Mission Trip Curriculum For Any Destination
If you have ever volunteered with your friends or youth group outside the walls of your church, you know that what you plan to do, and what you actually do, are two totally different things.
What if there was a way to plan for the best, and the worst, possible scenario when on a missions trip? There is – it’s a list of three things to keep in mind when planning your mission trip curriculum. No matter what curriculum you use (the below examples are from the Elevate Children’s Curriculum), you can use this checklist so that your only concern is ‘how do we boil water for brushing our teeth?’, and not ‘what are we going to do with the kids’?
Three ways to adapt for 1) Culture, 2) Logistics, and 3) Volunteers:
1.What do I need to adapt for the culture?
Family Structure – Do the kids have parents or not? For an orphanage in Haiti the application when talking about authority figures needs to change from ‘parents’, to ‘teachers’ or ‘adults in the house’.
Possessions – Do the kids have access to toys, games, or electronics? In Uganda, where the children have no access to video games, we took out the application of “your little brother spilled orange juice on your video game, what should you do?” Also, sharing may take on a whole new meaning depending on what they actually have to share.
Acceptable Practices – Talk to your point person on location before you plan the lessons and their application. Ask what the main cultural difference is between kids there and kids where you are from. There are some things kids in a first-world, western culture are ‘allowed’ to do that around the world is unacceptable, usually related to authority and the other gender.
Games – Many games we think of as universal (tag, red light/green light, etc) may not be universal after all. When preparing your games and activities, think of the simplest way to play the game that still gets the point across. Also, plan on taking a longer time to explain the game if it’s being translated. On a trip to take Elevate to Malawi, it helped to sit down with the translator at dinner before the lesson the next day, and talk through how to play the game.
2.What do I need to adapt for logistics?
Electricity/No Electricity – Plan for no electricity at all and be creative when it comes to sound effects or capturing the children’s imagination. For a video based curriculum like Elevate, that may mean printing still shots of the animation as posters and using the “Perform It Live” version of the Bible Lesson or recruiting the children to act out the Bible Lesson. If you are only using the music, plan on bringing a portable CD player and lots of extra batteries.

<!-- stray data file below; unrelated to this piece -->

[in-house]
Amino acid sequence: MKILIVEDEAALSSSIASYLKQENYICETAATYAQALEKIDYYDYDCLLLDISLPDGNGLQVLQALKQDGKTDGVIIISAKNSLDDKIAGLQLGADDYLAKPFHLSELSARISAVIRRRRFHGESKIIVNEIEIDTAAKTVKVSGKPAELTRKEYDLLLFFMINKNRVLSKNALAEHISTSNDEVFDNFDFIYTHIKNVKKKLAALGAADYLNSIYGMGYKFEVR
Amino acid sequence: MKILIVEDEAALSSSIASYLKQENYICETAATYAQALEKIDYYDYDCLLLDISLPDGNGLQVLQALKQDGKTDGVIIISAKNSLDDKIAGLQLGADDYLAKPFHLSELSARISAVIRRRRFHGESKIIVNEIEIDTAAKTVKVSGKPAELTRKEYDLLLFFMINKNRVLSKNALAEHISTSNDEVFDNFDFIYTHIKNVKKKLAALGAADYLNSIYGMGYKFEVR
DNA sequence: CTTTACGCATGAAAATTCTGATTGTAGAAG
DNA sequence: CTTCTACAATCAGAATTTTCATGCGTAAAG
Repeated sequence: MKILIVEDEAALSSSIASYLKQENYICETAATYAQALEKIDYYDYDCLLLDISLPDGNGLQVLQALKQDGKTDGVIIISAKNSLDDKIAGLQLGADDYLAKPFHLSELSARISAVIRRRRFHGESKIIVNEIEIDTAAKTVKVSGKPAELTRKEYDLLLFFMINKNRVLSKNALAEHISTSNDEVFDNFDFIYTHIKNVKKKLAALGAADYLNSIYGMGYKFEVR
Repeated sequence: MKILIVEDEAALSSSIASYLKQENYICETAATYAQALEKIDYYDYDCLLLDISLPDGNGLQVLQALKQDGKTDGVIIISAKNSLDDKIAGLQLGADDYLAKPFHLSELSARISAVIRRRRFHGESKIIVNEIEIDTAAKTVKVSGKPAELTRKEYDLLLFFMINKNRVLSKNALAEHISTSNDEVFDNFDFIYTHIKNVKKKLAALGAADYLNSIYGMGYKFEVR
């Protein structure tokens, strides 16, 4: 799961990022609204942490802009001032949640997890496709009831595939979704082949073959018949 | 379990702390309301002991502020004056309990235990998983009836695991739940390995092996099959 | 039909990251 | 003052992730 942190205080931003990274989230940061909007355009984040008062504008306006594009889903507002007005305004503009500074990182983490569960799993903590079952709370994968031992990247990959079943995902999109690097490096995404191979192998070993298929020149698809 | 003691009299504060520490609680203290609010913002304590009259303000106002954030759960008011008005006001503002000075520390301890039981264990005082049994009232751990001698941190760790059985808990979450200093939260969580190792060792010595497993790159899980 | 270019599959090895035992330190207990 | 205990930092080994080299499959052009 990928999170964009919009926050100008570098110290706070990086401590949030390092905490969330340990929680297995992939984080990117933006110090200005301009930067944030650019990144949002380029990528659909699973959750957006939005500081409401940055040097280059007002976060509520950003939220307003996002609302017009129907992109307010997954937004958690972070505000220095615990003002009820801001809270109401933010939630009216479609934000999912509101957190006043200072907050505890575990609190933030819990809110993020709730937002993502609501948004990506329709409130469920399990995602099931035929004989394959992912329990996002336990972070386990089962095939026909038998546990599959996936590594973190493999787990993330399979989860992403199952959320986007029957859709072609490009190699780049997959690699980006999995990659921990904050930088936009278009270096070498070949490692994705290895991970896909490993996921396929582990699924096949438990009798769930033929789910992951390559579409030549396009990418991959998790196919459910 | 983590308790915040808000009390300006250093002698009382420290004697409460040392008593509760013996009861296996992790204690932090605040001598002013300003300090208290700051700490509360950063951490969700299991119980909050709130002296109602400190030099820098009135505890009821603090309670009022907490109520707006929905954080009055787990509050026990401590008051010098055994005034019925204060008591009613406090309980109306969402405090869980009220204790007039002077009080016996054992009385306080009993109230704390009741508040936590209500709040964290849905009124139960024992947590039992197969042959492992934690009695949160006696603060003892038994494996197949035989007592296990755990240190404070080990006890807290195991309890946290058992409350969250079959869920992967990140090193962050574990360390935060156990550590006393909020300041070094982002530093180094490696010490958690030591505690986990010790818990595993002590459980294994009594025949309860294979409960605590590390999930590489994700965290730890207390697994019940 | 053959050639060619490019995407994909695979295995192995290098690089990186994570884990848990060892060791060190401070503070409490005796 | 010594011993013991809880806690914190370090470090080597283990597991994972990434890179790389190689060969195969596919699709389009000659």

Printing – Paper activities are great…if you have a printer that isn’t 45 minutes away. Figure out your ‘must print’ list and print it ahead of time if it’s possible to take it with you. Or plan activities with no print outs. For Elevate, this means going through all the activities and adapting the drawing activities (maybe you can draw in the dirt or with chalk on the sidewalk) and for the activities with picture printables, print the pictures big enough to use with the whole group and laminate them.
Supplies – First pick all the activities that don’t require supplies – these are the best activities to use. Then, find the activities that require easily portable supplies – it’s amazing how many games you can play with an inflatable soccer ball, hand pump (hand pump needles must be on your check-in luggage, not carry on!), bean bags, bandannas, or rope. For a list of Elevate activities by series that are the most adaptable for a mission trip, go here.
Video/Sound – Would a portable DVD player or laptop with speakers be helpful? Elevate is a video-based curriculum, and yet, if there is not enough space, we want to adapt either the group or the schedule so everyone can watch. This may mean a rotating schedule of small groups inside, or bringing big enough speakers and an outside projector for a large group setting.
Weather – You may be at a place with electricity but the power may go out. Or you may be outside and it rains. Always plan what to do when you have inclement weather.
3.What do I need to adapt for volunteers?
Preparation Time – Cut down on preparation time. Volunteers may only have a couple of days to review the activity and may need to be ready to go the moment their feet hit the ground. Get all your prep work done ahead of time or pick activities that can happen in the spur of the moment.
Training and Flexibility – Have at least an hour or two training time to teach the volunteers how to adapt the specific activities they are given and/or give them a ‘go to’ list of activities you can do without supplies or planning best slimming aids. Have fun, and even play the games to teach them! Train everyone, so that in case you get sick or have to change locations, they can still run the entire curriculum.
Hopefully this checklist will help as you plan your curriculum, whether this is your first time on a mission trip, or you go every year. And know, this is just a checklist to do before the trip, things will happen on your mission trip that you have no control over and that you couldn’t expect. Remember to find your peace in God. Even if you lose everything you brought on the trip, a high five and a smile teaches the lesson of God’s love in any language.
How have you adapted curriculum for your mission trip? We’d love to hear your stories and ideas in the comments below.